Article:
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Nautilus Medical: Medical Image Sharing Simplified
Timothy Kelley, Founder, Nautilus Medical
Ever since Nautilus Medical opened its doors, the company has focused on easing the challenges around data security, interoperability, ease-of-access in handling and sharing of medical images and reports in a cost-effective manner. Enabling seamless portability and exchange of medical images across the healthcare community, including hospitals, practitioners, acute care hospitals, inpatient rehabilitation facilities, and even patients, Nautilus improves healthcare coordination for better patient outcomes. Built on peer-to-peer technology, Nautilus' agile medical information exchange solutions utilize hardware signatures, key strokes, and mouse movements to create unique private keys that ensures foolproof data security. The company's million-dollar insurance policy for information security is the testimony to its security prowess.
With built-in routing, editing, and anonymization features, Nautilus improves communication between caregivers and patients. Prior to sharing the images, healthcare practitioners and specialists can scan pathology and radiology reports, ultrasound forms through a paper scanner or flat bed scanner and convert these files to DICOM and then transfer to DICOM folder. Utilizing the 'print to DICOM' feature, they can print documents of various types as a DICOM file into a patient folder via MatrixRay print driver. Further, the company curtails the data importing challenges by scanning the images from CDs and importing them to the DICOM folder. In case of non-DICOM images, the users can convert other formats such as JPEG2000, to use them. The routing feature streamlines the transmission of files to specific workstations or PACS accurately. "With the anonymization and editing capabilities, our solutions are apt for secondary and primary review, consensus, clinical decision making, and academic training," highlights Timothy Kelley, Founder, Nautilus Medical.
Nautilus offers solutions such as AutoRay, DeskRay, and MatrixRay that cater to the diverse needs in the healthcare arena.
With the anonymization and editing capabilities, our solutions are apt for secondary and primary review, consensus, clinical decision making, and academic training
If a medical operation requires burning of CDs and DVDs, then AutoRay excels as the best option for automated burning of CDs with EPSON robotic disk producer. DeskRay, on the other hand, supports unlimited burning of medical images on a desktop.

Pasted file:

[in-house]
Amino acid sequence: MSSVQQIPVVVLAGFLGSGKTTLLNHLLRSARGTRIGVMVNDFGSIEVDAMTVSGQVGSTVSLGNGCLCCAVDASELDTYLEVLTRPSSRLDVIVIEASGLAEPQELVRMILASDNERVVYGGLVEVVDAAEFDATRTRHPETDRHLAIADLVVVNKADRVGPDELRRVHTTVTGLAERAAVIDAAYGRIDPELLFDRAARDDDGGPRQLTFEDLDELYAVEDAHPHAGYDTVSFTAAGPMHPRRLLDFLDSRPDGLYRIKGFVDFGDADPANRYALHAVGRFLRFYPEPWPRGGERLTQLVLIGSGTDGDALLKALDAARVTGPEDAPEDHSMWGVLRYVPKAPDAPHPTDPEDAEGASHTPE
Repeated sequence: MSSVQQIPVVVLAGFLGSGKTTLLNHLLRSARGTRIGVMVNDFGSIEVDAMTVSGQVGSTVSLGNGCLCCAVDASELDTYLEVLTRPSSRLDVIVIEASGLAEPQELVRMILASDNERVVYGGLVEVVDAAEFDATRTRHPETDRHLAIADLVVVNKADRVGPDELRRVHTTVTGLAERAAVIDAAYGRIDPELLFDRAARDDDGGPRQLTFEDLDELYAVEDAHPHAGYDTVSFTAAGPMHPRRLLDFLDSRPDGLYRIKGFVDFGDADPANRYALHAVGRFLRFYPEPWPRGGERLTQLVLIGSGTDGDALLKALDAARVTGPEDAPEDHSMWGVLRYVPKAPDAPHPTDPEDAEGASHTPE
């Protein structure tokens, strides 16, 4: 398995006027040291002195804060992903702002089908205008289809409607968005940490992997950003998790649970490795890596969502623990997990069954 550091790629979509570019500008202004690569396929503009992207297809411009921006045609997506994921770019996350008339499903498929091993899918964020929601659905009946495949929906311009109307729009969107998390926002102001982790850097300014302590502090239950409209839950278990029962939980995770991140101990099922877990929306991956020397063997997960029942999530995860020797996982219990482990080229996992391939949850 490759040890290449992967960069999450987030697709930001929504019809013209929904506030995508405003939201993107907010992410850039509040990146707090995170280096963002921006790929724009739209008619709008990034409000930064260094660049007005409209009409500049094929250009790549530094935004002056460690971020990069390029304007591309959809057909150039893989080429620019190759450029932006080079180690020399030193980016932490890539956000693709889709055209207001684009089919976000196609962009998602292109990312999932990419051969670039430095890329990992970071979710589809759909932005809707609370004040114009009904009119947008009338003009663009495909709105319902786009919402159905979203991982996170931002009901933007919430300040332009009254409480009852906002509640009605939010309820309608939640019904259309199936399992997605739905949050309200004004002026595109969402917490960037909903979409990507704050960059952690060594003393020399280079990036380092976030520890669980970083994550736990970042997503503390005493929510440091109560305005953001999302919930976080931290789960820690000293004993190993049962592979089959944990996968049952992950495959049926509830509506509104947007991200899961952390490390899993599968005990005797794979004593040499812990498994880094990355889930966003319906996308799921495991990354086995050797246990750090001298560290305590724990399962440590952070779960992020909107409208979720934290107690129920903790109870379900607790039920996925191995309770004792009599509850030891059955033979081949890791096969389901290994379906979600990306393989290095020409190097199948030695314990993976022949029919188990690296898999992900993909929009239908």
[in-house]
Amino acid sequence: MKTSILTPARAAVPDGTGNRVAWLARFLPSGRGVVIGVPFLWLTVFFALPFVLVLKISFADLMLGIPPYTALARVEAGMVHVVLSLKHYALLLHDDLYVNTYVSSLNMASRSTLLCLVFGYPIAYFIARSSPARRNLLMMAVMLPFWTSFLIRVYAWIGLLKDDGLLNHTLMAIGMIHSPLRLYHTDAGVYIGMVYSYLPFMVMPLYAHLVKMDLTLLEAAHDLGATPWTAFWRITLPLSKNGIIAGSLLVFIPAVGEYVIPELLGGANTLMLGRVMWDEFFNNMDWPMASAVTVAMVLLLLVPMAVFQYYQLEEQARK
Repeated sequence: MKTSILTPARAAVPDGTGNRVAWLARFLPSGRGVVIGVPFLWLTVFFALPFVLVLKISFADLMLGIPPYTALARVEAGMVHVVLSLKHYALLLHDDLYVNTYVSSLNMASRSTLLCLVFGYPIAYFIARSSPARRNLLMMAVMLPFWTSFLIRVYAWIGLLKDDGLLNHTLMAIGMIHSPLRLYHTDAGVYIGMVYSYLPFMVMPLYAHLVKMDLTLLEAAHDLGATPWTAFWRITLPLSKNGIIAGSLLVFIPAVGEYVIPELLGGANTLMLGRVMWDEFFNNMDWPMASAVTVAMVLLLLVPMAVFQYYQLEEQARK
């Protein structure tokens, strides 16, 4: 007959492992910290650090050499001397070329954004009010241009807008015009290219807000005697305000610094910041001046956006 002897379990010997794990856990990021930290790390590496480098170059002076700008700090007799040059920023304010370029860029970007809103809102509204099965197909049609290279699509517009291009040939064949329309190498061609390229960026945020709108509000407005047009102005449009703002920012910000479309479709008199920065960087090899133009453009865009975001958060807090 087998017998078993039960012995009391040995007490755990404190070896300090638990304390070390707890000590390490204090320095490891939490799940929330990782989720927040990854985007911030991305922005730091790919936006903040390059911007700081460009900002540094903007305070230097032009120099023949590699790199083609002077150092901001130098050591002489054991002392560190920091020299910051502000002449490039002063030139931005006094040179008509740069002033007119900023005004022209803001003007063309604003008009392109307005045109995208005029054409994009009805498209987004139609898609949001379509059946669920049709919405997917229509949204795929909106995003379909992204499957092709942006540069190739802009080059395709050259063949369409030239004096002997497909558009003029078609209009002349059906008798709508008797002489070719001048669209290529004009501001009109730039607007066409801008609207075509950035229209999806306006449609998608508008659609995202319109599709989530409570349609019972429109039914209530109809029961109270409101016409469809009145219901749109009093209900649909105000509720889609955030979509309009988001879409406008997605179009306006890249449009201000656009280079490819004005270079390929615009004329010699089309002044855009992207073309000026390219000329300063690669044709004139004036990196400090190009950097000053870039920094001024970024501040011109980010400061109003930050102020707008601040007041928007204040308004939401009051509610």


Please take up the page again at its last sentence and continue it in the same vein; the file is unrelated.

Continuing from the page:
For administering a large image distribution, Nautilus’s MatrixRay emerges as the optimal choice as it transfers images at a pay-per-use basis, thus eliminating the need for capital investment. As a free software, MatrixRay allows users to send or burn a medical study for just $1, and can be installed in a minute across a wide spectrum of healthcare facilities. “MatrixRay serves a very large underserved market due to expensive image transfer implementations,” notes Kelley. The cloud native solution delivers ease of data storage and access and nullifies the need to burn CDs. While adhering to the global DICOM file format standards, MatrixRay imports and converts DICOM and non-DICOM images. The users can also utilize its in-built functionality to burn the data on CDs and DVDs if the need arises. As this data is not stored, it is safe from breaches and hacks.
As an expert in image distribution, Nautilus excels in solving challenges related to sharing ultrasounds with new mothers. Through BebeVue, the company allows ultrasound files to be converted to mp4 format and stored in the cloud in a non-diagnostic format. The new mothers can share these files with their loved ones on the social media.
“We are unique in the fact that we are not an engineering company as much as a design company first. This gives us the competitive edge of designing products that are impressive as we overlay a layer of simplicity on top of complex processes,” says Kelley. Having presence in 20 countries across four continents, Nautilus aims to foray into underserved markets across the globe, streamlining medical image transfer while unleashing the potential of DICOM to reduce healthcare cost and ultimately saving lives.
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